Testicular cancer occurs in the testicles, which are located inside the scrotum, a loose bag of skin underneath the penis. The testicles produce male sex hormones and sperm for reproduction. Compared with other types of cancer, testicular cancer is somewhat rare. However, testicular cancer is one of the most common cancers in American males between the ages of 15 and 35. A good thing is that testicular cancer is highly treatable. This is the case even when cancer has spread beyond the testicle. Depending on the type and stage of testicular cancer, you may receive one of several treatments, or a combination. Here is what you need to know about the symptoms of testicular cancer.
Symptoms and Signs
Men with testicular cancer may experience a great deal of different symptoms or signs. Sometimes, men with testicular cancer do not have any of these changes. Or, the cause of a symptom may be a different medical condition that is not a testicular cancer. So, having these symptoms does not mean that a man definitely has cancer.
Usually, an enlarged testicle or a small lump or area of hardness is the first sign of testicular cancer. Any lump, enlargement, pain, or tenderness should be immediately evaluated by a doctor. Other symptoms of testicular cancer generally do not appear until after the cancer has spread to other parts of the body.
Symptoms of testicular cancer may include:
- A painless lump or swelling on either testicle. If found early, a testicular tumor may be about the size of a marble.
- Pain, discomfort, or numbness in a testicle or the scrotum.
- Change in the way a testicle feels or a feeling of heaviness in the scrotum. Or testicular cancer may cause the testicle to grow bigger or to become smaller.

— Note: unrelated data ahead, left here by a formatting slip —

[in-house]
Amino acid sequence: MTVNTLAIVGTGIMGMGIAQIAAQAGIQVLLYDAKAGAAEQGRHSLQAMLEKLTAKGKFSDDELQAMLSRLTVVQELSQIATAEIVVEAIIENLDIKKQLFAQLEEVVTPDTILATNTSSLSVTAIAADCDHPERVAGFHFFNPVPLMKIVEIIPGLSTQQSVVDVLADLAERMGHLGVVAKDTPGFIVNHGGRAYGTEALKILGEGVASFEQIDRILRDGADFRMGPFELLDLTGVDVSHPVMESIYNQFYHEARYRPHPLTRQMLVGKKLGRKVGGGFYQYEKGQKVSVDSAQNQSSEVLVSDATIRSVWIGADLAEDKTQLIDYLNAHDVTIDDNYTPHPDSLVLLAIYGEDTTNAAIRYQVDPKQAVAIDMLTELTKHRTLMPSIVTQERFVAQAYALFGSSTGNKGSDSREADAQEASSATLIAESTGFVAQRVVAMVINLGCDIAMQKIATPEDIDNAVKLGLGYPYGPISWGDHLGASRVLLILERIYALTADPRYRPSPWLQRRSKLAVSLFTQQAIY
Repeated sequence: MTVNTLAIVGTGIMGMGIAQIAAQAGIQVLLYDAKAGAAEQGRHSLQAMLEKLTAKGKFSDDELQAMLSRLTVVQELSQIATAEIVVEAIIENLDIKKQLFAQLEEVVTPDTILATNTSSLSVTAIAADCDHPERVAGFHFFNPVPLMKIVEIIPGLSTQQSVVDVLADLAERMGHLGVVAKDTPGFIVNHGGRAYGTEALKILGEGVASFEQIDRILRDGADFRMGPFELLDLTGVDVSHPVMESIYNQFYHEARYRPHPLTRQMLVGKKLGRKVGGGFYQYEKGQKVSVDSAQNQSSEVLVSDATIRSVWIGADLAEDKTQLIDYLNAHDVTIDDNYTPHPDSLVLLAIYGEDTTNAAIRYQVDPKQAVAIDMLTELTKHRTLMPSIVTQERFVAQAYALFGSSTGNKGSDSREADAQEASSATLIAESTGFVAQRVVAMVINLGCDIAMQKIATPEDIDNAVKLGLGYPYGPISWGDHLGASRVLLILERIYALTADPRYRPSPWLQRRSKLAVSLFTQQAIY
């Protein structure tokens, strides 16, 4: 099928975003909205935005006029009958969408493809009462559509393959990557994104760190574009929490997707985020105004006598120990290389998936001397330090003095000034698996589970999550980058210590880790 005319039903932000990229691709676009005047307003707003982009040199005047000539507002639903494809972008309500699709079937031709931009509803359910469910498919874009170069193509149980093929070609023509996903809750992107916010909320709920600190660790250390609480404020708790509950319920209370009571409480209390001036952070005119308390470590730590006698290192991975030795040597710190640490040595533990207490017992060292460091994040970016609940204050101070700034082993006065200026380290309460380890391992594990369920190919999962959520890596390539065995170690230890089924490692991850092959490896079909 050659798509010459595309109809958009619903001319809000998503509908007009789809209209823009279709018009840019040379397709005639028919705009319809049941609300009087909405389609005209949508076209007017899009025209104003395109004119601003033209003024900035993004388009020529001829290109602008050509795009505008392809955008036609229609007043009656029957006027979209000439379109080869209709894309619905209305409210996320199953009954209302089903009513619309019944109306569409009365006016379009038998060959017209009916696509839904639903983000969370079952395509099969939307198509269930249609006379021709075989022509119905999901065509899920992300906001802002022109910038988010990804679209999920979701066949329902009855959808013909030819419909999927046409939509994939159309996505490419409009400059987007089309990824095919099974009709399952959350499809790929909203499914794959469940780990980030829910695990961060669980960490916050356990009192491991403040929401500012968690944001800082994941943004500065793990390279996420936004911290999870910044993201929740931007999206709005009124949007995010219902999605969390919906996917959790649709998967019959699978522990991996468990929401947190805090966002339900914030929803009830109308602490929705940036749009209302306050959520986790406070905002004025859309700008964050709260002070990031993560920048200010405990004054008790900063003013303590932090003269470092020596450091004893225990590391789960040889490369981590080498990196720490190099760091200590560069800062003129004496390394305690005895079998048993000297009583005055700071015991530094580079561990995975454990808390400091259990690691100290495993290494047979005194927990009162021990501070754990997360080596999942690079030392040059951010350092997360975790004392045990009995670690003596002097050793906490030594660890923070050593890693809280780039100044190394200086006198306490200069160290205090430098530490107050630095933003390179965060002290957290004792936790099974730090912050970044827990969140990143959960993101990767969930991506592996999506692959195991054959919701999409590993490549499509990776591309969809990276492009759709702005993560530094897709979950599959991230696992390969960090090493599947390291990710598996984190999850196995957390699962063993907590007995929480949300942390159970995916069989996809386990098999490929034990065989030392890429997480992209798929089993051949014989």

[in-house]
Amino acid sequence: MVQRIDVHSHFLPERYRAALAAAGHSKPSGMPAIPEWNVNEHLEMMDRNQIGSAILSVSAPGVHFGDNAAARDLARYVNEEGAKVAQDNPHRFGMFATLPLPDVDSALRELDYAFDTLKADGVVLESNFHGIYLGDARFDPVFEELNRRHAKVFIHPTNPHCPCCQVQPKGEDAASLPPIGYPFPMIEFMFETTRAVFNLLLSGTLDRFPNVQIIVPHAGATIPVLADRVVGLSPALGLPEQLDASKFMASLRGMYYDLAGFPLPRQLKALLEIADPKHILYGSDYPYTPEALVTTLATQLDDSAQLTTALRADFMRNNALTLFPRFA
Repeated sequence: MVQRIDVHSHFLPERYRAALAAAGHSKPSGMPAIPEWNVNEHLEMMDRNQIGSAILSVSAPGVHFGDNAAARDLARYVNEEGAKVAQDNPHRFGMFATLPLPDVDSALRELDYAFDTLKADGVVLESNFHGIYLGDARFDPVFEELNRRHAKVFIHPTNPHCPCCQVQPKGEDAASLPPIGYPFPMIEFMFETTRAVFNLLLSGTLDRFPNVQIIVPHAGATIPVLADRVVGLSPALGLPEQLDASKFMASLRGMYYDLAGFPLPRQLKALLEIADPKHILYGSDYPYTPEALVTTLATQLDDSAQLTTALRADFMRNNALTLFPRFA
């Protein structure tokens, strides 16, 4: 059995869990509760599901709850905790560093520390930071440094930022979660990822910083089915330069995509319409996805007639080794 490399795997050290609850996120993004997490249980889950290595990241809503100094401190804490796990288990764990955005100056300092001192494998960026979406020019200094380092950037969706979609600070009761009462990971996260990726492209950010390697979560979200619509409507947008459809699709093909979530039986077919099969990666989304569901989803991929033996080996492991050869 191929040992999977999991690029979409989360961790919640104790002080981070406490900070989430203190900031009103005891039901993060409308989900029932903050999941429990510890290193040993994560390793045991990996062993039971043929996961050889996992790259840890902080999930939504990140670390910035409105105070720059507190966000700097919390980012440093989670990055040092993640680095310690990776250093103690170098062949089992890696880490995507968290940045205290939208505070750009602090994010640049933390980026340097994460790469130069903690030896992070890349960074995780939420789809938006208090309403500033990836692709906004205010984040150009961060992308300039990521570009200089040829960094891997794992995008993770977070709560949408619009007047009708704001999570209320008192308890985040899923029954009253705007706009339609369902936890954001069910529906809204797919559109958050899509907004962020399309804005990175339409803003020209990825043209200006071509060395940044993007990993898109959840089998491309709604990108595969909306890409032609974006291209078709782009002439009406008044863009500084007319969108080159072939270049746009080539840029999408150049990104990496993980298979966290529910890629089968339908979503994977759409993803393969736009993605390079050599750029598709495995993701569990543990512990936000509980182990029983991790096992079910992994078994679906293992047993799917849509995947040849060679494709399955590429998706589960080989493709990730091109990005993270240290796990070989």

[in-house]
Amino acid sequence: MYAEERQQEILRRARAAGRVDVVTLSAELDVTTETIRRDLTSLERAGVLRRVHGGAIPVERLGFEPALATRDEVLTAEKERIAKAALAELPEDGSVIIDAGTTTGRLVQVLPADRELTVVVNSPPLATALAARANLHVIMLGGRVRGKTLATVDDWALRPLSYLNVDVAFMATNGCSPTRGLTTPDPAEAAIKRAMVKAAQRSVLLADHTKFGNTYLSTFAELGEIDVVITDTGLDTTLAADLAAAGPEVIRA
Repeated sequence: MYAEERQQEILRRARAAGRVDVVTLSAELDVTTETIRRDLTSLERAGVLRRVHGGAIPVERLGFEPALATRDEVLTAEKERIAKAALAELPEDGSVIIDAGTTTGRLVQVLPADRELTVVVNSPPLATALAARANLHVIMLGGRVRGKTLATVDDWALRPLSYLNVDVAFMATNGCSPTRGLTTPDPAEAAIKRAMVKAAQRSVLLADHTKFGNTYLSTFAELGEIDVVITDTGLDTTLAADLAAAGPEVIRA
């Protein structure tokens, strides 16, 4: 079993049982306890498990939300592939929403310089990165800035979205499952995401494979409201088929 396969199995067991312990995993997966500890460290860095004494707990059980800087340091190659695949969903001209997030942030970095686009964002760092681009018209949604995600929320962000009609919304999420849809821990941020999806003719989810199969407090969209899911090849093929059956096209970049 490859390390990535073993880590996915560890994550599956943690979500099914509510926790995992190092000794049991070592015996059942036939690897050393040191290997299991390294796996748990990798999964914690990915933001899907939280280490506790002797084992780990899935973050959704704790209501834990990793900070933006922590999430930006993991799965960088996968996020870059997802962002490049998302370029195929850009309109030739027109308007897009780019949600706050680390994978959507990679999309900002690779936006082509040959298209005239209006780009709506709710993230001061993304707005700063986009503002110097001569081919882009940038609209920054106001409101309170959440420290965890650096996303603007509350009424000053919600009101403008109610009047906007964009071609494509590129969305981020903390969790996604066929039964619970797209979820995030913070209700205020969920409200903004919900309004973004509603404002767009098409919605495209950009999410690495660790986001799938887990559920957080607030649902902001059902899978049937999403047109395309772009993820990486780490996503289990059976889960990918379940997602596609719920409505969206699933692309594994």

- Dull ache in the lower abdomen or groin
- Breast tenderness or growth. Although rare, some testicular tumors make hormones that cause breast tenderness or growth of breast tissue, a condition called gynecomastia.
- Lower back pain, shortness of breath, chest pain, and bloody sputum or phlegm can be symptoms of later-stage testicular cancer.
- Swelling of one or both legs or shortness of breath from a blood clot can be a symptom of testicular cancer. For some young or middle-aged men, developing a blood clot may be the first sign of testicular cancer.
Many symptoms and signs of testicular cancer are similar to those caused by noncancerous conditions. These are discussed below:
- Change in size or a lump in a testicle
- A cyst called a spermatocele that develops in the epididymis. The epididymis is a small organ attached to the testicle that is made up of coiled tubes that carry sperm away from the testicle.
- An enlargement of the blood vessels from the testicle called a varicocele.
- An opening in the abdominal muscle called a hernia.
- Infection. Infection of the testicle is called orchitis. Infection of the epididymis is called epididymitis. If infection is suspected, a patient may be given a prescription for antibiotics. If antibiotics do not solve the problem, tests for testicular cancer are often required.
There can be some overlap of symptoms between advanced and early testicular cancer. Additionally, many symptoms listed above may occur with other diseases. Therefore, individuals should seek medical caregivers (primary care physicians, urologists, oncologists, and pathologists,) to get a definitive diagnosis. There's no way to prevent testicular cancer. Some doctors recommend regular testicle self-examinations in order to identify testicular cancer at its earliest stage. But not all doctors agree. In any case, make sure to discuss testicular self-examination with your doctor if you're unsure about whether it's right for you.